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Report underlines recent worker hazards at old weapons plants via The Center for Public Integrity

Federal health investigators found serious problems when they inspected a former uranium enrichment plant being dismantled in Ohio

The toxic morass that was America’s nuclear weapons complex is no secret. Hazardous conditions in places like the Portsmouth Gaseous Diffusion Plant  in Ohio moved Congress in 2000 to create a compensation program for former workers who developed illnesses that may have been caused by radiation or chemical exposures.

The program, run by the U.S. Department of Labor, assumes that conditions significantly improved at nuclear sites after 1995 and processes claims accordingly. A new report by federal health investigators, however, casts doubt on that assumption.

The report from the National Institute for Occupational Safety and Health, dated December 21, 2015, summarizes the results of a NIOSH inspection at Portsmouth begun two years earlier. The Center for Public Integrity, which highlighted historical problems at the site in an article last month, obtained it this week from a former worker.

The most notable finding: air sampling in Building 326 of the now-closed uranium enrichment plant, undergoing decontamination and decommissioning, showed the presence of hydrogen fluoride, a potentially lethal gas, in concentrations up to 30 times the NIOSH “ceiling limit,” described as “a value that should never be exceeded.” Apart from its capacity to kill, hydrogen fluoride, commonly known as HF, can cause chronic lung disease, skin damage and blindness, according to the Centers for Disease Control and Prevention.

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The Energy Employees Occupational Illness Compensation Program is intended to provide payments to and cover the health care of people harmed by working at nuclear-weapons sites. Many claimants and some members of Congress find the program deeply flawed and question the Labor Department’s rationale for denying claims.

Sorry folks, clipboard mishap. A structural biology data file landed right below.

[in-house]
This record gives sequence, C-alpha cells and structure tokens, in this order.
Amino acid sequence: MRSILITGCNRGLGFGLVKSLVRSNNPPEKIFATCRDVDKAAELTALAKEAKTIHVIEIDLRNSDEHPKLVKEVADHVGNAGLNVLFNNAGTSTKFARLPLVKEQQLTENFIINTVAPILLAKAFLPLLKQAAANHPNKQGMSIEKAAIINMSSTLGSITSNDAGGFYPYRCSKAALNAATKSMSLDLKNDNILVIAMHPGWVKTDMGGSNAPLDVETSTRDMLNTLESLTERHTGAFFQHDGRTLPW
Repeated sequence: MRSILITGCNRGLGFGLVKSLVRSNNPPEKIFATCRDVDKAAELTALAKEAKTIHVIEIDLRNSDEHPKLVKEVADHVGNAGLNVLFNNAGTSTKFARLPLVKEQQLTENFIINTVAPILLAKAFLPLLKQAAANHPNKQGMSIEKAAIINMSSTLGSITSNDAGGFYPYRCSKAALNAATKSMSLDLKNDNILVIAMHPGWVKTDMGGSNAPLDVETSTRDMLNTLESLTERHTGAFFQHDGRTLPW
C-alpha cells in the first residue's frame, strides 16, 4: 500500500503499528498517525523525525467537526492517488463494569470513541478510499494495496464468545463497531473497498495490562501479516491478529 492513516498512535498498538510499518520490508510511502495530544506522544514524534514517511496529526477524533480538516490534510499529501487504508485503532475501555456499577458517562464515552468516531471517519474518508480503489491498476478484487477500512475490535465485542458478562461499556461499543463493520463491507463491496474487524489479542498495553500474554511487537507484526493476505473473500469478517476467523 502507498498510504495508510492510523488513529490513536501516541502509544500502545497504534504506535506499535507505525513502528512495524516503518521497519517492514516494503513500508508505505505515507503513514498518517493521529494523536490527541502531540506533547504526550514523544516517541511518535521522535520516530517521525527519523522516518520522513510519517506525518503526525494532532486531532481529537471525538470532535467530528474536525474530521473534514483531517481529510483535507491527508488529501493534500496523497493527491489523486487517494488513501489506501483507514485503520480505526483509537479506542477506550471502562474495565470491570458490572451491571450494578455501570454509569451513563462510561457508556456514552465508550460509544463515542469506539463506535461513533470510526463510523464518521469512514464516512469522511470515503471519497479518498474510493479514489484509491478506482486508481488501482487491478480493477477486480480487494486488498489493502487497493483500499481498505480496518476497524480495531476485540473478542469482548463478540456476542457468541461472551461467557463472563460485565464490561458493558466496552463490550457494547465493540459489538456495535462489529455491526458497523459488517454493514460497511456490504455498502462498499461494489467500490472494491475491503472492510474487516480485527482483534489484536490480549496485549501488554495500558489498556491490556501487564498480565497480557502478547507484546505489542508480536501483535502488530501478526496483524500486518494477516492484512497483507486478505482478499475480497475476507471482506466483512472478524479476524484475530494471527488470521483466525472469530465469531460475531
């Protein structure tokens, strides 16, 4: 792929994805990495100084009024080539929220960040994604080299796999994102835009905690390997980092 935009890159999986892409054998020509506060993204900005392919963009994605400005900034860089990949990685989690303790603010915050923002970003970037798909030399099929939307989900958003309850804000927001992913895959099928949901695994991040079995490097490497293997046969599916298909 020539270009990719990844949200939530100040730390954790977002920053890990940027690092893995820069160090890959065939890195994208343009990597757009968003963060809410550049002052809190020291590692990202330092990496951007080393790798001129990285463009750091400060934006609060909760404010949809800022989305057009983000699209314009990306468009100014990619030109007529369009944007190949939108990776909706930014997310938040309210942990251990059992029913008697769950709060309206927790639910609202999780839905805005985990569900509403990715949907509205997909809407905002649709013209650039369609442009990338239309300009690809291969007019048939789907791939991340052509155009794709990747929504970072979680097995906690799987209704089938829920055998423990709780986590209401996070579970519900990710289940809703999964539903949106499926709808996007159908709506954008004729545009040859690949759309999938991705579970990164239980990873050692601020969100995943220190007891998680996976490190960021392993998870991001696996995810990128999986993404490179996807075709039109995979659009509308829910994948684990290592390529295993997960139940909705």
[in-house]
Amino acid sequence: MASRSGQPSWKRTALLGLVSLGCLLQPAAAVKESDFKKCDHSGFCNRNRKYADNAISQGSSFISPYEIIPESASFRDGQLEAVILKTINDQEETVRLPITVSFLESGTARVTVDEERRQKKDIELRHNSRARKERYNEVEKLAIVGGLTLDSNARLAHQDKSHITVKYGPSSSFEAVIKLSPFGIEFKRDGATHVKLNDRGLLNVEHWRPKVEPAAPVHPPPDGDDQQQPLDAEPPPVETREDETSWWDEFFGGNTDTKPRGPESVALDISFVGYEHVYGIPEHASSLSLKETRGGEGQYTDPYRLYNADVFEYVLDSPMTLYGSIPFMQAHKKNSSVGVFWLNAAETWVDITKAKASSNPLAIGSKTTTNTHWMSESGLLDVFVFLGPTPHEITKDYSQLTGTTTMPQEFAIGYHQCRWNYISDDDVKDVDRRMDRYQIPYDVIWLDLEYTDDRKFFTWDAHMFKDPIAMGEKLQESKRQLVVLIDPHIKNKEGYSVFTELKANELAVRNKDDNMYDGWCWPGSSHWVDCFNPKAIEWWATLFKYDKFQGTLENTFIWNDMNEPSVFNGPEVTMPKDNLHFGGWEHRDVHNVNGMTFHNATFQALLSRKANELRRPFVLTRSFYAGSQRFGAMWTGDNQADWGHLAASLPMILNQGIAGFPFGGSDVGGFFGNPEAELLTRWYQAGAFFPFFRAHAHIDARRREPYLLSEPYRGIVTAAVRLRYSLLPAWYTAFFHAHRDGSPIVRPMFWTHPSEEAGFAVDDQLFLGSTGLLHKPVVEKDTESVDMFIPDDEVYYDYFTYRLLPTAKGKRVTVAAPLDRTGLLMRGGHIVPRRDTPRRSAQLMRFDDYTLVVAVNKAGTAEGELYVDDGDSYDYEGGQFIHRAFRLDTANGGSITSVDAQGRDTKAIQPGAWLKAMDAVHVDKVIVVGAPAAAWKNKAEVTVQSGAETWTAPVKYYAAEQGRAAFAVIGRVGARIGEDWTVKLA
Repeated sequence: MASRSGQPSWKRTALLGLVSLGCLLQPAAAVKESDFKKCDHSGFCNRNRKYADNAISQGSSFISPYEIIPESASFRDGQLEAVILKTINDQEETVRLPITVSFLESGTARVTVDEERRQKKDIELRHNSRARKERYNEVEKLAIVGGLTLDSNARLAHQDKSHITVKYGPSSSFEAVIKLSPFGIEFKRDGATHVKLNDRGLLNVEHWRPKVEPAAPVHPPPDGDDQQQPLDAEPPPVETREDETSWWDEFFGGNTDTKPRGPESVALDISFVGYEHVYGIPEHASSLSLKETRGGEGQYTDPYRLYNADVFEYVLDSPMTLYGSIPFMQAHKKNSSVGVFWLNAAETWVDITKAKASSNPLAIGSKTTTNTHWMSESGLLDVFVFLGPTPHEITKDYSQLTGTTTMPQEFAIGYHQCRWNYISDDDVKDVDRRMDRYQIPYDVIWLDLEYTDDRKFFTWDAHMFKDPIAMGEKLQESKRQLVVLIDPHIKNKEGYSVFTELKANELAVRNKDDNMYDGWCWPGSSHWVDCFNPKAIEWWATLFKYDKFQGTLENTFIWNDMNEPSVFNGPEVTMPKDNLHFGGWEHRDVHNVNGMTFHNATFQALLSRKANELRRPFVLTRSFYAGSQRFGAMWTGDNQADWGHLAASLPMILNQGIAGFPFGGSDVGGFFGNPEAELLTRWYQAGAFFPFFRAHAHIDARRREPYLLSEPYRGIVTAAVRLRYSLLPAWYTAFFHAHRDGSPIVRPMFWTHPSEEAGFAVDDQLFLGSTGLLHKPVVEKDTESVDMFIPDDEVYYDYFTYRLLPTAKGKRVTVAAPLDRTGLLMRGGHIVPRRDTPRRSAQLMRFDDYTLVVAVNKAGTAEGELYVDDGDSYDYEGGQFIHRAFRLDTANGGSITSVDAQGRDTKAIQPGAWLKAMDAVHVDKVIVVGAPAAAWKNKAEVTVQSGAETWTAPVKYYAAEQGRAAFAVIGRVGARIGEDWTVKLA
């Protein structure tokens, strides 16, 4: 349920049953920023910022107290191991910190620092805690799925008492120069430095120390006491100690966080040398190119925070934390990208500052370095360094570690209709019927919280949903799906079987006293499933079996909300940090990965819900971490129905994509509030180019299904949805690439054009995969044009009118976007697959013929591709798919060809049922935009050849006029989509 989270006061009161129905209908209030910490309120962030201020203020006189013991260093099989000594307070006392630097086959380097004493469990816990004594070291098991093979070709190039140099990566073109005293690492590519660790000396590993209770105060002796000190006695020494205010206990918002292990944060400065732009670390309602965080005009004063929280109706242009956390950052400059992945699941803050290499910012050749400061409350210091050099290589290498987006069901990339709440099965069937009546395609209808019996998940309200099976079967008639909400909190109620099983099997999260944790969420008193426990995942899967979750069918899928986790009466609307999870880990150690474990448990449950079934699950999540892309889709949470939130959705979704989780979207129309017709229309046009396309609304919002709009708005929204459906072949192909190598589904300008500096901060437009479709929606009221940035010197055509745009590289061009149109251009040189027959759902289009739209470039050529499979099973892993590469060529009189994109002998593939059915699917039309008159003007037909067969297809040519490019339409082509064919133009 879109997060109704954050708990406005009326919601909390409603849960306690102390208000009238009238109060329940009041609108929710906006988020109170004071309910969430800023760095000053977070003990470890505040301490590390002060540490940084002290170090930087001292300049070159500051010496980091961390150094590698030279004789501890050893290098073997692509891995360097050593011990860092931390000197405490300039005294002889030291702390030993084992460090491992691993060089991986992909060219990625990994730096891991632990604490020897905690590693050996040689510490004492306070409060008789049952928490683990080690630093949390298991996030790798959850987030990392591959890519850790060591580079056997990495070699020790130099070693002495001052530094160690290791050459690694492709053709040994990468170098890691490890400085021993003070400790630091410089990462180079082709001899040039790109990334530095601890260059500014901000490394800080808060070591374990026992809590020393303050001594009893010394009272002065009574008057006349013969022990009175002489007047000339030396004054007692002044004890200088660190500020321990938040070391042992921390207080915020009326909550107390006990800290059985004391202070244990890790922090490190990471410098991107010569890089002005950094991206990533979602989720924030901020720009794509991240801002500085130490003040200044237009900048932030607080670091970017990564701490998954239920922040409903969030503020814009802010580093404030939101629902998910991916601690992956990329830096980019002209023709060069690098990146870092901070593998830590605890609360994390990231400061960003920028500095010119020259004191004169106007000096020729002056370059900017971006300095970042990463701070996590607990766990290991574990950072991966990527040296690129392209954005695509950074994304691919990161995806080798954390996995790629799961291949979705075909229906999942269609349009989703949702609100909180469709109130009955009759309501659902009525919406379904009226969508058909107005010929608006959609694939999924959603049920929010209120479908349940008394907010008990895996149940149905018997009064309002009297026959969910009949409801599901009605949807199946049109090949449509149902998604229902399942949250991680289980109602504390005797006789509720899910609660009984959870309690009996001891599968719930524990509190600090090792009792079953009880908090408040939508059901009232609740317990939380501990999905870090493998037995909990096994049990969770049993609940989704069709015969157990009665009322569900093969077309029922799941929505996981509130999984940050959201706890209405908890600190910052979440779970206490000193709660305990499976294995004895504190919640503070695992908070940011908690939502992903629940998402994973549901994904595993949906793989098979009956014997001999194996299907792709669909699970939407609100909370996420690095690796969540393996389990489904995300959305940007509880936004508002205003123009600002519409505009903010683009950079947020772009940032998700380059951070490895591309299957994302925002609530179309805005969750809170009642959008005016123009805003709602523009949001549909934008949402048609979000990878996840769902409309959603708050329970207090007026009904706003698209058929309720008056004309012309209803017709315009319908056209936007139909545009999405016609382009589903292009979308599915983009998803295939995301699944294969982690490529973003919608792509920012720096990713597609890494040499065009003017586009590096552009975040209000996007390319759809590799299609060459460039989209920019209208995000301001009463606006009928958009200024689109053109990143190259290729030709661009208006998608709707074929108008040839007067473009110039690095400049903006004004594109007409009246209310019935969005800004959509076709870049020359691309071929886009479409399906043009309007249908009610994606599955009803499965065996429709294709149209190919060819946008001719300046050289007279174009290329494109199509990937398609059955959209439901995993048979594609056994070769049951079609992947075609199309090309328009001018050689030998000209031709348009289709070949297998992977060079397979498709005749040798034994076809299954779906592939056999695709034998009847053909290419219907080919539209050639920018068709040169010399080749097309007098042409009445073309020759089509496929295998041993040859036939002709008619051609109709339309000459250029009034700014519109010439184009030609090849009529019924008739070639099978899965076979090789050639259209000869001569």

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The dismantling of the Portsmouth plant involves more than 2,000 workers and is being overseen by Fluor BWXT, a contractor for the U.S. Department of Energy. In a letter to NIOSH dated December 3, 2015, Fluor BWXT said it has “robust” industrial hygiene and hazard-communication programs and closely monitors workplace hazards. The company said it had taken more than 57,000 air samples for radiological hazards in Building 326 since 2012. These samples, combined with urine testing, “have shown no reportable internal exposures” to workers, it said.

In an interview, Bob French, Fluor BWXT’s environment, safety, health and quality director, said NIOSH was invited to Portsmouth in 2013 by both the company and the United Steelworkers union.

Last month’s report brought no surprises because NIOSH kept Fluor BWXT officials apprised during its two-year inquiry. As NIOSH would raise safety issues, the company would correct them, French said.

“There’s nothing we want more than to assure the safety of our workers,” he said. Building 326 is targeted for demolition in June 2017.

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